“Forcing the language of the oppressors on our brothers and sisters here. Making sure that they will be servants to the Afrikaner. Do we accept this?”
“No.” People stood up. “No, no, no!”
“We’re leaving. Now,” Prinesh said, pushing Krishni in front of him and trying to do the same with me. I shrugged him off, but followed. We pushed past the crowded room to the exit, Krishni accidentally tipping over the thermos. I picked it up. Eyes on me, including the boy with the green and yellow shirt, and his friend with the sunglasses. I wasn’t sure they wanted me here. And we went out into the street. I felt the coffee bleed through my clothes. Krishni and Prinesh walked ahead, fast, but I lagged behind, nervous, angry.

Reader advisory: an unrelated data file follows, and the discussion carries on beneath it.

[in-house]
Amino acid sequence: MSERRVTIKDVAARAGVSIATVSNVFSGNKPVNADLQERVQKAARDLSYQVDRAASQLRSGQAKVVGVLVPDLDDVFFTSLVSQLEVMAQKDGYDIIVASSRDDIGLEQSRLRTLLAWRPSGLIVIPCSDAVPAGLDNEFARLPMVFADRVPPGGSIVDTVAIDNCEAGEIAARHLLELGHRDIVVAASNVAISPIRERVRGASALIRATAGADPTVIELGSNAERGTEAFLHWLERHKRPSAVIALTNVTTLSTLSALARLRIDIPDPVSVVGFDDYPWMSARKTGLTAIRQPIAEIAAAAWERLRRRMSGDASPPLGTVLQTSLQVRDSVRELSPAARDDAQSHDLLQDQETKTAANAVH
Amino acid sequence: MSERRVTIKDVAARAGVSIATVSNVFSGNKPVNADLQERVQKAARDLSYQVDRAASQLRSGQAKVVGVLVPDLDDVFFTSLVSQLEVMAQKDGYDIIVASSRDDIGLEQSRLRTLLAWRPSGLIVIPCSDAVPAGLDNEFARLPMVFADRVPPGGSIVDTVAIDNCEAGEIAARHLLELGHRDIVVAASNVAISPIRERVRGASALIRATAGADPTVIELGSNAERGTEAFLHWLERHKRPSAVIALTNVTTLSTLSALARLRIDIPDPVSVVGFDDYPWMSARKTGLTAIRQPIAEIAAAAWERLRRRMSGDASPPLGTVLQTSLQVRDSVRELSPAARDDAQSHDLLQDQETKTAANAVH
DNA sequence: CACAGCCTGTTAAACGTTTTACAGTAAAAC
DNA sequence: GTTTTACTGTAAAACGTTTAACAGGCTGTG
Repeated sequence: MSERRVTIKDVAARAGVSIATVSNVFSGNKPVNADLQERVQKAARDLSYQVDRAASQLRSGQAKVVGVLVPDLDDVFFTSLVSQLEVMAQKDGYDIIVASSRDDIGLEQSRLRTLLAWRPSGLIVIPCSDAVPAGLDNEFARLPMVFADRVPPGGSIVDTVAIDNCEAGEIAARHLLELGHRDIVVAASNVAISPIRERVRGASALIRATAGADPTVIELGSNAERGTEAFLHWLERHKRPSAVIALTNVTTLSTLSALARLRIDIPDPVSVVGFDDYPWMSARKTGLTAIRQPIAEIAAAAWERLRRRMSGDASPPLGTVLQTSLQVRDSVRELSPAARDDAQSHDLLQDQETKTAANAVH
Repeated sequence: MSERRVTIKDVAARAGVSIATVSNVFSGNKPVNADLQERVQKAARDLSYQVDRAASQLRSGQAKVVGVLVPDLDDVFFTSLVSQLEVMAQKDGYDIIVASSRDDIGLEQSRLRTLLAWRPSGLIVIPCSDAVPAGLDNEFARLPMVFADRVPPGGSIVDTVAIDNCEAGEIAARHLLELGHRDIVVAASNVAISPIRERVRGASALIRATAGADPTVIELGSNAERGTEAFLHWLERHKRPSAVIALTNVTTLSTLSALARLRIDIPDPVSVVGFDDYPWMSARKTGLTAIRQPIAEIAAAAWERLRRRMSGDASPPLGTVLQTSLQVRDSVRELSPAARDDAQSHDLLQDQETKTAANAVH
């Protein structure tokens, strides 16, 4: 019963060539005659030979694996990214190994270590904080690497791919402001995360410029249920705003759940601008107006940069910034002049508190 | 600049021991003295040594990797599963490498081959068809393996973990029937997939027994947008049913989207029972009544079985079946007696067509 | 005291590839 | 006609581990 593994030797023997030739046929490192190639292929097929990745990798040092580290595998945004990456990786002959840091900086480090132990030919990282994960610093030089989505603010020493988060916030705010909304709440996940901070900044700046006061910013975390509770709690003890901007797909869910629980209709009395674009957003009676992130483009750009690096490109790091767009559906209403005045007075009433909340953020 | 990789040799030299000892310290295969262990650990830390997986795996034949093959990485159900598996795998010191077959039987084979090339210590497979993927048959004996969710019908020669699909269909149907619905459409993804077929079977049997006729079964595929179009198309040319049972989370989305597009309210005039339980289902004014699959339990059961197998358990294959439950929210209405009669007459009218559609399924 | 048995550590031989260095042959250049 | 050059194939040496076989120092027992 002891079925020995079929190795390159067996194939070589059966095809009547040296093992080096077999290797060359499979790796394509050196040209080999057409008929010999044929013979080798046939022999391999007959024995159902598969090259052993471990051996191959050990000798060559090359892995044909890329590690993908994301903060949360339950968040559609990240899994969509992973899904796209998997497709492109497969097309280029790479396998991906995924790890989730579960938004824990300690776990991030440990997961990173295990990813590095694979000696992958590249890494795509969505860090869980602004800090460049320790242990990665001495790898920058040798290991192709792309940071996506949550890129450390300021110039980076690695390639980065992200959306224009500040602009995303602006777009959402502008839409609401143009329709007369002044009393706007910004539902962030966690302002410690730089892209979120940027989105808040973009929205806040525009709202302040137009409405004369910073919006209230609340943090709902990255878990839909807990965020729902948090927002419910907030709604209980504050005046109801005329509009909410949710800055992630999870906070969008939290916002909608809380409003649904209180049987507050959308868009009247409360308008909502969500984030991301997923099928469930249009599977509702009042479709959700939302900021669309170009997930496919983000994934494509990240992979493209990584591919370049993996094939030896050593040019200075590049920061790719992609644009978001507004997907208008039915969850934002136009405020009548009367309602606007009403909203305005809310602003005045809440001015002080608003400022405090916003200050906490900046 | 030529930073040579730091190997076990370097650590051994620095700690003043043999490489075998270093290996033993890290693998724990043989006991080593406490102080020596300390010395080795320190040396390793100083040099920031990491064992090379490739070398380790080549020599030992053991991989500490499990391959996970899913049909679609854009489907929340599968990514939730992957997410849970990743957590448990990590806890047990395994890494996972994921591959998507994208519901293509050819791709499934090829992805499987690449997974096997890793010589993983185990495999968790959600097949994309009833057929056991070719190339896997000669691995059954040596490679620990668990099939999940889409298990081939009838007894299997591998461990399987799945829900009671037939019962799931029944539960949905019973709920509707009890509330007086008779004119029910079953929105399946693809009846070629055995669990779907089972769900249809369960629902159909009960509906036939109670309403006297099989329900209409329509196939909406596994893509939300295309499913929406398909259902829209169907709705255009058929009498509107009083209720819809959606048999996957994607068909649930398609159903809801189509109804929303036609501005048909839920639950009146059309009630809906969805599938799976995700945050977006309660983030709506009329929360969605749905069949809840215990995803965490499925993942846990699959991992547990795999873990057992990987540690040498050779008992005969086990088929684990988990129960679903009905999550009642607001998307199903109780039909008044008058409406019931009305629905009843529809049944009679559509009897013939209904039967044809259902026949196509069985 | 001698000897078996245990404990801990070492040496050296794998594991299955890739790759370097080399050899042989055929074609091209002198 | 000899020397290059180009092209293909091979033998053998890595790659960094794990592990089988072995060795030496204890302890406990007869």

And not just because Prinesh had forced us to leave the meeting early.
All I could do was sit in the shop, study, collect pamphlets and pictures of Steve Biko’s determined face, with his large forehead. He’s a doctor, too, I wanted to tell my father. But I never would. Somewhere out there was the book of pamphlets that I’d thrust into a stranger’s hands. All I could do was wait.
Maybe it was better that I had given the girl my pamphlets. After I’d seen the car again, I knew I should never have kept them. If she tried to report me, I could turn the story on her. As my grandmother liked to say, police would always believe an Indian over a black.
The two figures ahead of me were toy-sized pieces in the dark. I ran to catch up.
Excerpted with permission from When Morning Comes, Arushi Raina, Duckbill.